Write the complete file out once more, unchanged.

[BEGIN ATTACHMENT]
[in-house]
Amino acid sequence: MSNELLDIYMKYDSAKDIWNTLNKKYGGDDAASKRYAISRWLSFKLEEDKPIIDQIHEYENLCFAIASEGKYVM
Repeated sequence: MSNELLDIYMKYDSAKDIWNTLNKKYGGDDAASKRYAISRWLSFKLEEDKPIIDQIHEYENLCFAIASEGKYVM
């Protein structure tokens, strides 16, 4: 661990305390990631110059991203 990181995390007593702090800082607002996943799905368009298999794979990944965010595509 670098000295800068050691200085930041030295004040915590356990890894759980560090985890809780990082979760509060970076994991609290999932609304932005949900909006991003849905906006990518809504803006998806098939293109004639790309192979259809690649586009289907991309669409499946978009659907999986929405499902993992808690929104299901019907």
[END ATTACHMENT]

[in-house]
Amino acid sequence: MSNELLDIYMKYDSAKDIWNTLNKKYGGDDAASKRYAISRWLSFKLEEDKPIIDQIHEYENLCFAIASEGKYVM
Repeated sequence: MSNELLDIYMKYDSAKDIWNTLNKKYGGDDAASKRYAISRWLSFKLEEDKPIIDQIHEYENLCFAIASEGKYVM
């Protein structure tokens, strides 16, 4: 661990305390990631110059991203 990181995390007593702090800082607002996943799905368009298999794979990944965010595509 670098000295800068050691200085930041030295004040915590356990890894759980560090985890809780990082979760509060970076994991609290999932609304932005949900909006991003849905906006990518809504803006998806098939293109004639790309192979259809690649586009289907991309669409499946978009659907999986929405499902993992808690929104299901019907």